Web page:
The latest figures on water use in the United States show that conservation efforts are having an impact.

A new report published by the U.S. Geological Survey (USGS) reveals that the volume of water used across the country has reached its lowest recorded level in nearly 45 years.

About 355 billion gallons of water per day (Bgal/d) were withdrawn for use in the entire United States during 2010. That's a decrease of 13 percent from 2005 when about 410 Bgal/d were withdrawn.

The news was welcomed by the U.S. Department of the Interior.

"Reaching this 45-year low shows the positive trends in conservation that stem from improvements in water-use technologies and management," commented Mike Connor, deputy secretary of the Interior.

Connor pointed out the reduction comes at a time when the U.S. population is continuing to grow, and demonstrates that people are learning to be more water conscious and helping to sustain the limited freshwater resources in the country.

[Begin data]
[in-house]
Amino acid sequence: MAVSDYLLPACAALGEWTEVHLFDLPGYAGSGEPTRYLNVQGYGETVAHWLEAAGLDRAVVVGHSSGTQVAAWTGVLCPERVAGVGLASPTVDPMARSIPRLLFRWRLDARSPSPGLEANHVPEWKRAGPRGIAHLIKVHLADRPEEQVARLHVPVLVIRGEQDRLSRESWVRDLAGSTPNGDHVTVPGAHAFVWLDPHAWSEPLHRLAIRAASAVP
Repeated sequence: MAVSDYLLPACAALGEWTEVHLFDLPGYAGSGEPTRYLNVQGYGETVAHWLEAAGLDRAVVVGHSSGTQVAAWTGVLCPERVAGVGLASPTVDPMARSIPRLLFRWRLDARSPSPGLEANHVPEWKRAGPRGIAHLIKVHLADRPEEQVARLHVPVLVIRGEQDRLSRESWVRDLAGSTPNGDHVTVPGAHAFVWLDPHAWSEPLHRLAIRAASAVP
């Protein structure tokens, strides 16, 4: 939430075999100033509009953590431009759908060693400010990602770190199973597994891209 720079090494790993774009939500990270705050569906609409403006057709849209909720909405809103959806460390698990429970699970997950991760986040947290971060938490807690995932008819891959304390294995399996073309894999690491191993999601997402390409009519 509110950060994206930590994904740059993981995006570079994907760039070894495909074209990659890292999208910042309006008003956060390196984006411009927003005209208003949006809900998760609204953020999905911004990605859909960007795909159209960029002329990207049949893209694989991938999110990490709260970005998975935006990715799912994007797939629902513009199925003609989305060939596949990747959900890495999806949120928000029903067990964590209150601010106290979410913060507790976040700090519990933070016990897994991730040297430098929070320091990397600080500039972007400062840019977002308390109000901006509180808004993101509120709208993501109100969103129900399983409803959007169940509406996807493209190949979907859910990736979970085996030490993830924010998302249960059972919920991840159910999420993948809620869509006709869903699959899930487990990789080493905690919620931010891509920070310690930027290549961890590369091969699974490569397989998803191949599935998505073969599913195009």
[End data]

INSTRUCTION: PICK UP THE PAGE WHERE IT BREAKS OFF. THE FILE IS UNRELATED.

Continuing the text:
Water withdrawn for thermoelectric power represented the largest use nationally in 2010. The other leading uses were irrigation, public supply and self-supplied industrial water. Withdrawals declined in each of these categories, USGS said.

Thermoelectric power recorded a 20 percent decrease from five years earlier as a result of more efficient cooling-system technologies, declines in withdrawals to protect aquatic habitat and environments, power plant closures and a reduction in the use of coal to fuel power plants.

Looking at industrial withdrawals, the 12 percent decrease since 2005 was put down to factors such as greater efficiencies in industrial processes, more emphasis on water reuse and recycling, and the 2008 U.S. recession, which resulted in lower industrial production in major water-using industries.

Overall, more than half of the total water withdrawals in the United States were accounted for by 12 states: California, Texas, Idaho, Florida, Illinois, North Carolina, Arkansas, Colorado, Michigan, New York, Alabama and Ohio.